I suppose that for anyone who has weathered an historically severe storm (or lack of storms, as the case may be), the memory of that climatological disaster is never far back in the recesses of memory. The farmers and ranchers who survived the Dust Bowl years were haunted by its memory. The farmers and ranchers who survived this year’s hurricanes will remember these events for the rest of their lives. These kinds of calamities are turning points and mileposts - life after will never be the same as life before. And so it is with my own memories of the 2012-2015 drought. It’s the event that has come to define my mid-life.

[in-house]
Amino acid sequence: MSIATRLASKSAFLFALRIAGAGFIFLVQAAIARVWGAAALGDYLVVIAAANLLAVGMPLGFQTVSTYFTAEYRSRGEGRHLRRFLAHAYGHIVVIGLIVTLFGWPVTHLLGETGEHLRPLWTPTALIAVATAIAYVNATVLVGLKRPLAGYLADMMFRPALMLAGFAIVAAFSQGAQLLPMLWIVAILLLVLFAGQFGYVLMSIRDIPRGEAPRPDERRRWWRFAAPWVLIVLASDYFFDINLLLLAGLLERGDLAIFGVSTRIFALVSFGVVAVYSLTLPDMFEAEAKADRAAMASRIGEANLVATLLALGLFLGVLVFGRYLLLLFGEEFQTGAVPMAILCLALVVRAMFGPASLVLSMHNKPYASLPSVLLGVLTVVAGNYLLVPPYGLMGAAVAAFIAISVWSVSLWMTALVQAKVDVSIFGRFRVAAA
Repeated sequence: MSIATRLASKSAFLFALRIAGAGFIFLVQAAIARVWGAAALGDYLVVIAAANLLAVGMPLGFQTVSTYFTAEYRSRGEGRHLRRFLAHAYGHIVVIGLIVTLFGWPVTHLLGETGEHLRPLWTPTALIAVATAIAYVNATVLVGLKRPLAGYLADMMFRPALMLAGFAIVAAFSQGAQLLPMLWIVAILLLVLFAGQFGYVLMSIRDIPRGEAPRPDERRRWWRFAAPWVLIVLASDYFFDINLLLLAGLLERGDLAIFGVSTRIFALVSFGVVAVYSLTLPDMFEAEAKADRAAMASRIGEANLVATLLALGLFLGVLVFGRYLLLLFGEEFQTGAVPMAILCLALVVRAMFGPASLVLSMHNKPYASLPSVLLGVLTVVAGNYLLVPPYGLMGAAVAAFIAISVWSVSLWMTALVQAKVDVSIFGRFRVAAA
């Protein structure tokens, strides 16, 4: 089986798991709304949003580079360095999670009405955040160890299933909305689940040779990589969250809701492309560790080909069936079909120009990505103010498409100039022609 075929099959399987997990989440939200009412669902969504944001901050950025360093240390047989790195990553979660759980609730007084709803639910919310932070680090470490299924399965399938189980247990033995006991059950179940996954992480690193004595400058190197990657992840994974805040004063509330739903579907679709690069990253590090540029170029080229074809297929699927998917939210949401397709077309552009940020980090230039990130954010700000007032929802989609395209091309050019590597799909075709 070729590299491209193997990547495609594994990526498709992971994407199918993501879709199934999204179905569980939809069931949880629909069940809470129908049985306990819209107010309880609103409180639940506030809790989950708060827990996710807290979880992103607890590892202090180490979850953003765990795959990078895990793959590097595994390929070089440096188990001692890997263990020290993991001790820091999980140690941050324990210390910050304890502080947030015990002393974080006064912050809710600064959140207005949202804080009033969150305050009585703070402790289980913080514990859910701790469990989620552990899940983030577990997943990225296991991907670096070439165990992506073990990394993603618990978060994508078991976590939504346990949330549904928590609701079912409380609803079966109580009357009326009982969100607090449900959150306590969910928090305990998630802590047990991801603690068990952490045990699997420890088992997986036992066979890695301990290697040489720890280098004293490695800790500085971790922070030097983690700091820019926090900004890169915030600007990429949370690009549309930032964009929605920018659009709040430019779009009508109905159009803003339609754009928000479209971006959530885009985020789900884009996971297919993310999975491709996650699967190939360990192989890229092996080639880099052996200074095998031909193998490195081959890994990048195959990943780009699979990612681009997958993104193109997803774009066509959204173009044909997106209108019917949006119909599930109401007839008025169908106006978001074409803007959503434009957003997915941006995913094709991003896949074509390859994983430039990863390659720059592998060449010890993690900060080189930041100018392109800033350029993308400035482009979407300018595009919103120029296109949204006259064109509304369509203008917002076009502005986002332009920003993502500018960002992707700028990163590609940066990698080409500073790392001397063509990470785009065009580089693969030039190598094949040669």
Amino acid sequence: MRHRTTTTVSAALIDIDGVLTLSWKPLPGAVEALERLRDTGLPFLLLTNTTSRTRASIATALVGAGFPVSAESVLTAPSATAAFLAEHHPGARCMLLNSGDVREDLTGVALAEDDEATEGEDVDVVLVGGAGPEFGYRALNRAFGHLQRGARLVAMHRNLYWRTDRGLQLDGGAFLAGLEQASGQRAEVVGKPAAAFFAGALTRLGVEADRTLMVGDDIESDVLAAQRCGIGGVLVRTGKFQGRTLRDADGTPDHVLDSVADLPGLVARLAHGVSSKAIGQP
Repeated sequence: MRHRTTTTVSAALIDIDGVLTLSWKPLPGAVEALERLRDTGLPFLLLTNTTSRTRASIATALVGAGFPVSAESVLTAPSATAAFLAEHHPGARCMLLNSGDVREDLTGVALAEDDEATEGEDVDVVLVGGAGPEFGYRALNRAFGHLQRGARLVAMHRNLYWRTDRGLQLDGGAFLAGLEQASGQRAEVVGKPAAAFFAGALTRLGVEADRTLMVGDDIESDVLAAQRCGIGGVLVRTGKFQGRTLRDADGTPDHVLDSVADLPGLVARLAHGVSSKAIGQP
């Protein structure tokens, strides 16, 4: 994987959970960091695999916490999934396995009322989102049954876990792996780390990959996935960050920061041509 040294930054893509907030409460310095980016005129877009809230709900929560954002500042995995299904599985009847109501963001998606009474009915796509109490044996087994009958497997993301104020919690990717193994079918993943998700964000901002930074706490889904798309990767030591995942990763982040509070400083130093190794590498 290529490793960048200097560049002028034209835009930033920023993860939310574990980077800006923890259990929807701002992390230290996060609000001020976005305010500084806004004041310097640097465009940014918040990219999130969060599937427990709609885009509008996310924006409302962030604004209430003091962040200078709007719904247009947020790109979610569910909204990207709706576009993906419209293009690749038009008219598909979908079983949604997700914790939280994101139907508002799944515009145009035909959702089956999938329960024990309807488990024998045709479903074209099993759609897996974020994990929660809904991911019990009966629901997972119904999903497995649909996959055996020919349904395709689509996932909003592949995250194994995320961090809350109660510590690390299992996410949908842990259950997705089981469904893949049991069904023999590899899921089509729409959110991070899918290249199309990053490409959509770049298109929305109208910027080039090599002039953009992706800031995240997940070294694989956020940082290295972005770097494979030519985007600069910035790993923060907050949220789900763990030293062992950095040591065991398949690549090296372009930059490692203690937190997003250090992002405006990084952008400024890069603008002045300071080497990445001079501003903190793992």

When people ask me how many sheep we have, I invariably compare the size of our operation today with its size before the drought. Before the drought, I thought of myself as a rancher who worked part-time in town. After the drought, I’ve become a full-time cooperative extension farm advisor with a part-time sheep operation. My experiences - selling sheep, scrambling to find grass, working more and more hours away from the ranch - make me conservative in my current approach to raising livestock. We run far fewer sheep than our rangelands will support in the best years (in other words, we stock our ranch for the dry years). We take much more time to estimate forage supplies and plan our grazing. We have a good idea about the sheep we’d keep and those we’d sell if we got into another drought. We are always on the lookout for new grazing opportunities.